Review by Kylie Thompson
Rating: 3 stars
Publisher: Murdoch Books
Fermented, probiotic drinks are all the rage right now, with the ‘gut-friendly’ drinks surging in popularity as celebrities find the joy of globby alien goo down the bottom of their drinks. Kombucha and kefir are clear front-runners in the popularity stakes, granted, but this trend is also seeing a rise in the old favourites like honey mead, root and ginger beers.
It can be hard, though, to find good quality probiotic drinks that don’t cost a fortune, and not everyone can afford the prices being charged for the trendy concoctions. But if you’ve been wondering about the practicalities of DIYing these drinks, you might want to check out ‘Probiotic Drinks At Home’ by Felicity Evans. Evans is a fan of fermentation, and here, she’s determined to prove that probiotic drinks are easy, maybe even fun, to make.
I’ll be honest, I’m still utterly baffled how you’d source a reputable scoby for the kombucha (a scoby being the gelatinous blob of fungus and yeast and bacteria floating in the fermenting drink- sounds delish, right?), let alone have it delivered without the mailman rebelling. But apparently it’s possible, and the results are rather well liked.
Let’s be completely blunt here: I’m clearly not the ideal reader for parts of ‘Probiotic Drinks At Home’- I’m not good with blobby stuff in general, but if I can see it in a drink, I’m not putting it near my mouth, no matter how good for my gut it may be. And I’m probably going to make inappropriate comments to hide my unease at said blobby floaty bits. But those who are okay with floaty bits in their gut-friendly drinks should take my dubiousness with a grain of salt.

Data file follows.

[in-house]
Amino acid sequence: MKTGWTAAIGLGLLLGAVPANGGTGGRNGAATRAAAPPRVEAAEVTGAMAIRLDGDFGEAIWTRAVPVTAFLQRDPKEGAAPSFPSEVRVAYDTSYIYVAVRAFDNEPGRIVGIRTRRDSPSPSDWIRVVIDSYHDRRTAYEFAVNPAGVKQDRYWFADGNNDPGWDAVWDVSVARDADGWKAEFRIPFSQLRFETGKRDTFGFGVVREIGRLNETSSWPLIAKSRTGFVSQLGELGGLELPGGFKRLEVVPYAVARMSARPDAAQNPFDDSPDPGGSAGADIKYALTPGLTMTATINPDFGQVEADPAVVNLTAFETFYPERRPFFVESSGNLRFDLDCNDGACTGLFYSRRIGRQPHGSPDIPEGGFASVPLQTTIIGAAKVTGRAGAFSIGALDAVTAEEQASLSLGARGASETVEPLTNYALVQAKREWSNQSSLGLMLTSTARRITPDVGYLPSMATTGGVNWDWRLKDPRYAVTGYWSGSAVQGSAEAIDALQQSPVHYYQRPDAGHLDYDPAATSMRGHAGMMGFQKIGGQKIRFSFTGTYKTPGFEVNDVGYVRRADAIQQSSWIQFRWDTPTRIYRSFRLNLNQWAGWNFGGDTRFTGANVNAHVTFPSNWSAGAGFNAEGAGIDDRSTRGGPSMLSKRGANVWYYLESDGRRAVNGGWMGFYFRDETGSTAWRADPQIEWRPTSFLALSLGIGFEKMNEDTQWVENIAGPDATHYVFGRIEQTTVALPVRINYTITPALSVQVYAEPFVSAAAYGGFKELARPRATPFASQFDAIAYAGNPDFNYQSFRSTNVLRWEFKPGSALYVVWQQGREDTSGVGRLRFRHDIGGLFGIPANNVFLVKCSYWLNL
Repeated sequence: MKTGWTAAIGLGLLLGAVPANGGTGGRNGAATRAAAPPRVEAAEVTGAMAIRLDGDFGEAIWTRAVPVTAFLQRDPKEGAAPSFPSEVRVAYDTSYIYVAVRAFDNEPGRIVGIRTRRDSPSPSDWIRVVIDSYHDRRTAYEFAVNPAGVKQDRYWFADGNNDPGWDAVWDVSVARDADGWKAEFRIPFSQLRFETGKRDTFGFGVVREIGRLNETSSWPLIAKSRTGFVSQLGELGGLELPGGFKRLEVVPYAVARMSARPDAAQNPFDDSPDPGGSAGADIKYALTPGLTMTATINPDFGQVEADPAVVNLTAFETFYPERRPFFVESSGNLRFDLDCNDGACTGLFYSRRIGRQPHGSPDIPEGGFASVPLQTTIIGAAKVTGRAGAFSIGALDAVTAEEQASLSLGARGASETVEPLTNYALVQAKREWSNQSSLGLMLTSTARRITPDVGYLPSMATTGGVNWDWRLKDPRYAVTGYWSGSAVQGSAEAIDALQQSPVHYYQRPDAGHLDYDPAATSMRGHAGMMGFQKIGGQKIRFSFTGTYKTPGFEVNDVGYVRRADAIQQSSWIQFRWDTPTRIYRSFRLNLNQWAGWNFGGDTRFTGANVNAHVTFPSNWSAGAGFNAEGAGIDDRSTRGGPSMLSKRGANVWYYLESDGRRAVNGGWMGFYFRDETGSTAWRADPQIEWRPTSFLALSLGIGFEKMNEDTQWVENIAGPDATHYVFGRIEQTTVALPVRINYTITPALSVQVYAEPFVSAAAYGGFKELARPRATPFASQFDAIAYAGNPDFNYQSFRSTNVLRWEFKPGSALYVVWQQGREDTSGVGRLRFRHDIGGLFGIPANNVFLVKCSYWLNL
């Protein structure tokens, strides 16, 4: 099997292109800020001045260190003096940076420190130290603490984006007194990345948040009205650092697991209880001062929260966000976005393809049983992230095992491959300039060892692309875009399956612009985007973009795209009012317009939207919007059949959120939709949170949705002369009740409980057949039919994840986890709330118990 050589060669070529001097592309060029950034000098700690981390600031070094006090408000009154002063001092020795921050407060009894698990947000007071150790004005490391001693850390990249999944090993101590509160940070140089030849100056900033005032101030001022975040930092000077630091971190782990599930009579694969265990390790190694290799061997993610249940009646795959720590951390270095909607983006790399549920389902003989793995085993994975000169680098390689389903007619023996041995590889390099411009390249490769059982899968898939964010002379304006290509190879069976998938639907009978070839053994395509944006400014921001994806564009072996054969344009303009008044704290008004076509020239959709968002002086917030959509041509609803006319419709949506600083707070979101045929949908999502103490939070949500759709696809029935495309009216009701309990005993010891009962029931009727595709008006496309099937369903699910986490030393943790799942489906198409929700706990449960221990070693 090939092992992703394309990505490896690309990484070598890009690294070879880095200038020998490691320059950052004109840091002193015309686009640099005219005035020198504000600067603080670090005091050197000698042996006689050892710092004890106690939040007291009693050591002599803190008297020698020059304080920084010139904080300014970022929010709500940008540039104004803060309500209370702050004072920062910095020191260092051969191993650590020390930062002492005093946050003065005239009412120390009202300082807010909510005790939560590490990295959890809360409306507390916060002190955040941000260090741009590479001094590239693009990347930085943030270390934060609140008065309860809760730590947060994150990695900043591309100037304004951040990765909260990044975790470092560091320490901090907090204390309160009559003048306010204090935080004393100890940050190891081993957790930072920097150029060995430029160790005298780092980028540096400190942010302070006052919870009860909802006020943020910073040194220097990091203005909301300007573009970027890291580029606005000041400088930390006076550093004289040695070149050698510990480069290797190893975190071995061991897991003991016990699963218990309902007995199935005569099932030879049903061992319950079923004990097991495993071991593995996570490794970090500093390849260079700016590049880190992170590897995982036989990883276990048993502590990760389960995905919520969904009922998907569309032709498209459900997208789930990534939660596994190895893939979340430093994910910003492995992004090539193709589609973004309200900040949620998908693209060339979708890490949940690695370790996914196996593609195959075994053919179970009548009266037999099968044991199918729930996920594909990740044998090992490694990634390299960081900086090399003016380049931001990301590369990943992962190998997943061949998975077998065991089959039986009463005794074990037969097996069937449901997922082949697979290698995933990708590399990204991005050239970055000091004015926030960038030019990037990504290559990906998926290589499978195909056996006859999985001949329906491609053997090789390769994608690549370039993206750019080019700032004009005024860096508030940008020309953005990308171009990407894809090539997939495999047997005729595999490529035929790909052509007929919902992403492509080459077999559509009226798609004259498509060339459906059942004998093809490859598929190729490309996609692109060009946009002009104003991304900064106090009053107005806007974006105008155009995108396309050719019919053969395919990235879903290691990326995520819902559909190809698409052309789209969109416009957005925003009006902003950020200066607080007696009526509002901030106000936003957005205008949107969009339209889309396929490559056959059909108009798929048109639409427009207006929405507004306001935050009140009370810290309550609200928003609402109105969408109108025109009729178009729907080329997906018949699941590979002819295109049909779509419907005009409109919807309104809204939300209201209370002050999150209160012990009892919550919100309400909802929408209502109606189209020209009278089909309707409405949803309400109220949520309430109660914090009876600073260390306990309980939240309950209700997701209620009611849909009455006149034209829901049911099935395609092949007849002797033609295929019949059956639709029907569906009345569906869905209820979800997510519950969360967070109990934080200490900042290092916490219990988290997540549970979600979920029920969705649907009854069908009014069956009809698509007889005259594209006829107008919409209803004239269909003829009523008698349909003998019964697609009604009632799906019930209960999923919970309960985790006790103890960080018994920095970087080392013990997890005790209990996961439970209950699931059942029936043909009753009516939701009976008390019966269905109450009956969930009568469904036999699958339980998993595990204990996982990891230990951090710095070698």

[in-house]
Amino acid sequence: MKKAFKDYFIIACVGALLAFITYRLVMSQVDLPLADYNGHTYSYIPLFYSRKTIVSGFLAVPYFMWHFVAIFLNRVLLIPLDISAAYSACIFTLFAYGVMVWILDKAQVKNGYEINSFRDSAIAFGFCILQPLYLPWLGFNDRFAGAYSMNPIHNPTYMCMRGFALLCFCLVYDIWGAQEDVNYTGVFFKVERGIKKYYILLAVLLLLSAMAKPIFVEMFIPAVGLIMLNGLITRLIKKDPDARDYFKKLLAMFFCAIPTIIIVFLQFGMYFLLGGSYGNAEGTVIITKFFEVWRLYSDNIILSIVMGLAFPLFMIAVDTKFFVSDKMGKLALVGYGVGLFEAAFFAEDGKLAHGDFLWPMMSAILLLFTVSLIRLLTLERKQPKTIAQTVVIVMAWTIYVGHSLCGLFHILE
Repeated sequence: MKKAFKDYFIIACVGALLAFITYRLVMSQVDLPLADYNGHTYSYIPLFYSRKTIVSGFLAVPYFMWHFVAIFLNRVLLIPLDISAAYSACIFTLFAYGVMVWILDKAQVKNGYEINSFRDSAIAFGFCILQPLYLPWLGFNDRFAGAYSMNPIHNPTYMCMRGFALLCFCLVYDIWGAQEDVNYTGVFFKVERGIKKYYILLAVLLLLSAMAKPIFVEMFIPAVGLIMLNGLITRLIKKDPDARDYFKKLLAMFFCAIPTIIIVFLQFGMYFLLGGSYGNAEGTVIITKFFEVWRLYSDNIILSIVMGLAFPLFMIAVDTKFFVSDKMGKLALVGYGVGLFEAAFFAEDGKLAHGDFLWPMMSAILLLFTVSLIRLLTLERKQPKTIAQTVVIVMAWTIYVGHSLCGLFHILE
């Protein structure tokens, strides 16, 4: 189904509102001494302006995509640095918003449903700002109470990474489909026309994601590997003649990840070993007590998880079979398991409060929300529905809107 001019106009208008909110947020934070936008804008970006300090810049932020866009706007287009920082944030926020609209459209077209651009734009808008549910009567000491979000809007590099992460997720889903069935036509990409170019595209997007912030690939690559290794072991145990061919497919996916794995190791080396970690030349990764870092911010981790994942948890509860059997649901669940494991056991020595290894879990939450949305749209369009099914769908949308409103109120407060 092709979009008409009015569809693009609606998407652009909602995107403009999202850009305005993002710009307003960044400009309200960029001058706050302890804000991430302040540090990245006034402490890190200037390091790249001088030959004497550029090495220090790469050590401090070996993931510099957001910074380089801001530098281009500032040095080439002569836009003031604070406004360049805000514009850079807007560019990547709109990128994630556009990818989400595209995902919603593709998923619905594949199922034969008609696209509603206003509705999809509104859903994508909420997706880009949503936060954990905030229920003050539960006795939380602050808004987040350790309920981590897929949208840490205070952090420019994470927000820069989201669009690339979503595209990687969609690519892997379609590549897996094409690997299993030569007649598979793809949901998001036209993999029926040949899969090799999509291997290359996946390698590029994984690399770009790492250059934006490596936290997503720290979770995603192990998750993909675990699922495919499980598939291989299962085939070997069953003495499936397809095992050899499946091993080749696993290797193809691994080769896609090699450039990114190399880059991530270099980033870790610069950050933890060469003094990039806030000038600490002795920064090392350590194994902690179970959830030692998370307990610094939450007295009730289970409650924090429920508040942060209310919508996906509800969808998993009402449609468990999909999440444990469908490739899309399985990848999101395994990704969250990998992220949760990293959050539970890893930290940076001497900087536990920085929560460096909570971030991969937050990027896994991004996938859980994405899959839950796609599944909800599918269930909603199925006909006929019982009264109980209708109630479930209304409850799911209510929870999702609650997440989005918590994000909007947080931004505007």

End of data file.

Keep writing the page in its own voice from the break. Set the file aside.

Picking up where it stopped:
It’d be easy to say I disliked this book, but the truth is, I’m actually excited about some of the recipes. Maybe the kefir and kombucha aren’t my thing, but the honey mead and root beers? I’m intrigued. Besides, these are brilliant starting points for people who are wary of the more hardcore, if popular, fermented drink recipes. If you’re looking for a starting point that doesn’t make for an awkward conversation with the partner or postie, these might be a good choice.
Clearly, DIYing this stuff isn’t for the faint of heart, or tender of nose. Regardless of what recipes you’re trying, you’re looking for sour, vinegary, acidic, or yeasty smells to show that the fermentation has worked. Those with a more finely-tuned sense of smell might not enjoy that part of the process much.
This might not be a cookbook to everyone’s tastes, but for those looking for an adventurous culinary activity for the family, or a new, reasonably healthy drink to enjoy, ‘Probiotic Drinks At Home’ might just be what you’re looking for.
‘Probiotic Drinks At Home’ is published by Murdoch Books, and is available at selected retailers.